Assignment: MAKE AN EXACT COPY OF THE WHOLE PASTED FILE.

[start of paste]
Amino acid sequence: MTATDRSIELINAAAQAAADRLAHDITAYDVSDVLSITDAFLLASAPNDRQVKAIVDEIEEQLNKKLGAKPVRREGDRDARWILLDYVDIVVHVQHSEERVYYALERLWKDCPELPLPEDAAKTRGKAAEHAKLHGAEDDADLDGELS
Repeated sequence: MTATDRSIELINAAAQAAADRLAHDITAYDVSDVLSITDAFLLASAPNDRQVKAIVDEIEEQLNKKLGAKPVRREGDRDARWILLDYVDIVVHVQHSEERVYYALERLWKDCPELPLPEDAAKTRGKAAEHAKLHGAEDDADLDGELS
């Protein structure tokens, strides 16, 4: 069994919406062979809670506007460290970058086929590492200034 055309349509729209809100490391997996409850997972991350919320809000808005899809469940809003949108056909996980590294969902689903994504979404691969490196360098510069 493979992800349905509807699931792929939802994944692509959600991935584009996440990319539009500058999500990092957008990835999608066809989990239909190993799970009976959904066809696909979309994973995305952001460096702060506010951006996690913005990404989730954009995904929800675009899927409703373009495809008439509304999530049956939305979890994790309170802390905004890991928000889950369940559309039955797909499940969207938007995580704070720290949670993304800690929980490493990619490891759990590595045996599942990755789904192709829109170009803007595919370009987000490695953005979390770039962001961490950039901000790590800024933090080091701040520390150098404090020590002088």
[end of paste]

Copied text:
Amino acid sequence: MTATDRSIELINAAAQAAADRLAHDITAYDVSDVLSITDAFLLASAPNDRQVKAIVDEIEEQLNKKLGAKPVRREGDRDARWILLDYVDIVVHVQHSEERVYYALERLWKDCPELPLPEDAAKTRGKAAEHAKLHGAEDDADLDGELS
Repeated sequence: MTATDRSIELINAAAQAAADRLAHDITAYDVSDVLSITDAFLLASAPNDRQVKAIVDEIEEQLNKKLGAKPVRREGDRDARWILLDYVDIVVHVQHSEERVYYALERLWKDCPELPLPEDAAKTRGKAAEHAKLHGAEDDADLDGELS
């Protein structure tokens, strides 16, 4: 069994919406062979809670506007460290970058086929590492200034 055309349509729209809100490391997996409850997972991350919320809000808005899809469940809003949108056909996980590294969902689903994504979404691969490196360098510069 493979992800349905509807699931792929939802994944692509959600991935584009996440990319539009500058999500990092957008990835999608066809989990239909190993799970009976959904066809696909979309994973995305952001460096702060506010951006996690913005990404989730954009995904929800675009899927409703373009495809008439509304999530049956939305979890994790309170802390905004890991928000889950369940559309039955797909499940969207938007995580704070720290949670993304800690929980490493990619490891759990590595045996599942990755789904192709829109170009803007595919370009987000490695953005979390770039962001961490950039901000790590800024933090080091701040520390150098404090020590002088």